as Fab (Fragment Antigen Binding) and Fc (Fragment crystallisable). This is
important as the crystallisable fragment contains the tail of the constant
regions of the immunoglobulin. Many cells, such as macrophages, have
receptors that bind to the constant region of antibodies. These receptors are
known as Fc receptors (FcR). (Move mouse over image)

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Classes of Immunoglobulin
There are five classes of immunoglobulins: IgM, IgG, IgA, IgE and IgD. The
class of immunoglobulin is defined by the heavy chain; i.e. IgM has heavy
chains, IgG, heavy chains etc. Each of these classes of immunoglobulin
have different properties.

Immunoglobulin   Heavy   Molecular         Serum       Complement    Placental   Phagocyte    Mast
                 Chain    weight     Level     Half     Activation   Transfer     Binding     Cell/
                          (kDa)      (mg       live                                          Basophil
                                     ml-1)    (days)                                         binding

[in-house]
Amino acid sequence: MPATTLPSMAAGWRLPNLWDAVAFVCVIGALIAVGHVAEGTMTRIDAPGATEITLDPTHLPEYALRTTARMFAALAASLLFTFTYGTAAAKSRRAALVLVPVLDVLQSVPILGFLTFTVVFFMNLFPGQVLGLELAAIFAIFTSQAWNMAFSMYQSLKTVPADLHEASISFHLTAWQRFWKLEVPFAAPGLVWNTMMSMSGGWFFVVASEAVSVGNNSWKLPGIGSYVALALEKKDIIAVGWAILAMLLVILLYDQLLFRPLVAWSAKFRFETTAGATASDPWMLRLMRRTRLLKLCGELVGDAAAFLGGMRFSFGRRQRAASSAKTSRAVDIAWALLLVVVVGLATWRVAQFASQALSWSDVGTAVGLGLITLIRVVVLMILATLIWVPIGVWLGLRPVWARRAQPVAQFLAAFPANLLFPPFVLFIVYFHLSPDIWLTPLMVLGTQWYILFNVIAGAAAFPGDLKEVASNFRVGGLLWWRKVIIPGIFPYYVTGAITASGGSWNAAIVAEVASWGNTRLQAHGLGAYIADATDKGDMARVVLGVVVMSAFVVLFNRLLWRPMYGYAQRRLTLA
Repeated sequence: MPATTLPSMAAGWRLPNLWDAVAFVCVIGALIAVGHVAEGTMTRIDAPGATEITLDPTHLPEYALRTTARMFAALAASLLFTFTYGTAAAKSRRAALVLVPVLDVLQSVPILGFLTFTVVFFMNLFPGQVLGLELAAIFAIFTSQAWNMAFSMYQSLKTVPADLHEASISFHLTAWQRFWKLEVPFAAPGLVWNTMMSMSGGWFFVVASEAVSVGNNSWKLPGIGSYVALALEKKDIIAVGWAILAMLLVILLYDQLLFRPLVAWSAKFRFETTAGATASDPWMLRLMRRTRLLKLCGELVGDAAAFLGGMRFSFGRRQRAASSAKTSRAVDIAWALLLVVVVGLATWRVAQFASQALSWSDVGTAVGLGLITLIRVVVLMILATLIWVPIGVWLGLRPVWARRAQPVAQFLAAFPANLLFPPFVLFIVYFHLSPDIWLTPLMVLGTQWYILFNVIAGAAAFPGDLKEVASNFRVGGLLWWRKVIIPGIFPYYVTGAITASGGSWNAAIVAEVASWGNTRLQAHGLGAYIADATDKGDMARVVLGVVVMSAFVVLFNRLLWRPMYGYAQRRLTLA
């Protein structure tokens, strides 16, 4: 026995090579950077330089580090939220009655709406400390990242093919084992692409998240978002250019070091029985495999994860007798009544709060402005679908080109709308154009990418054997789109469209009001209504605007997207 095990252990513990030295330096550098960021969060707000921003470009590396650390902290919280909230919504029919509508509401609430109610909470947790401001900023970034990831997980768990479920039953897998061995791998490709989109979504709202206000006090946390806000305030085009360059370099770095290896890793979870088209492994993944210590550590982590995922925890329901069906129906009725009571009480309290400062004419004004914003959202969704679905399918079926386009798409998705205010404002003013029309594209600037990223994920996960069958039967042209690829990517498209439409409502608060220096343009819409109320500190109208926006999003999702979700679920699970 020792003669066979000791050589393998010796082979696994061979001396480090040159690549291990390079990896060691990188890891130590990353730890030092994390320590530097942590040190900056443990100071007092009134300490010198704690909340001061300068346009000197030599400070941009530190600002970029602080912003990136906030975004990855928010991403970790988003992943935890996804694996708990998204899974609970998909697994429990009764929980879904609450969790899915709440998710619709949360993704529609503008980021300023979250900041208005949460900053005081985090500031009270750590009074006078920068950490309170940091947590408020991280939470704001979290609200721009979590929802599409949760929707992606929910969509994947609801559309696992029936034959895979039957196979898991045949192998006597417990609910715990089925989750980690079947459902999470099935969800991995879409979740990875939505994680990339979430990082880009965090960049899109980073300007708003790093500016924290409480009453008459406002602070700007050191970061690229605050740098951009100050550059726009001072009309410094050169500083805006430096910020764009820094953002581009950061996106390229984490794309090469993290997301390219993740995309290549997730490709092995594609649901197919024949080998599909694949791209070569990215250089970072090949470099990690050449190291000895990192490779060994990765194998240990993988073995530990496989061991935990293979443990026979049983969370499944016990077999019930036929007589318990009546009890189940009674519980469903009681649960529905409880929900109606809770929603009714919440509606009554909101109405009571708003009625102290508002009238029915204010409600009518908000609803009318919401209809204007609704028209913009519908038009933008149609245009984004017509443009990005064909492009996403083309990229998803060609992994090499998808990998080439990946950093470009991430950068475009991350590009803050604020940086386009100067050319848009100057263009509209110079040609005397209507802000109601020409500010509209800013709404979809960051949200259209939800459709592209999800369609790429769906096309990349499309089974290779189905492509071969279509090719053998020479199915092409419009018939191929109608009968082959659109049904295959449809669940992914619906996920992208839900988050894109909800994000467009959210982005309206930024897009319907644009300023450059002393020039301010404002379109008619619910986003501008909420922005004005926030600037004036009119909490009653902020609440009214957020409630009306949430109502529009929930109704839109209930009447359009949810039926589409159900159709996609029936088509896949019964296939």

IgG     IgG1      1       146         9       21         ++           +++          +
        IgG2      2       146         3       20          +            +
        IgG3      3       165         1       7          +++           ++          +
        IgG4      4       146        0.5      21                       +
IgM                       970        1.5      10         +++
IgA     IgA1      1       160        3.0      6                                    +
        IgA2      2       160        0.5      6                                    +
IgE                       188       5x10-     2                                    +          +++

IgD                       184       0.03       3

In plasma IgM is a pentamer (held together by a protein known as a ‘J-
chain’(J for joining)) and thus it can cross link several antigens. This cross-
linking causes precipitation of pathogens and toxins in plasma. IgM (in a
monomer form) is also the B-lymphocyte receptor. The difference between
secreted IgM and the B-lymphocyte receptor is one domain on the protein;
either a secretory component that enables it to be released into plasma or a
membrane-bound component that binds the immunoglobulin to the cell
membrane. This is achieved by alternate splicing of the mRNA to either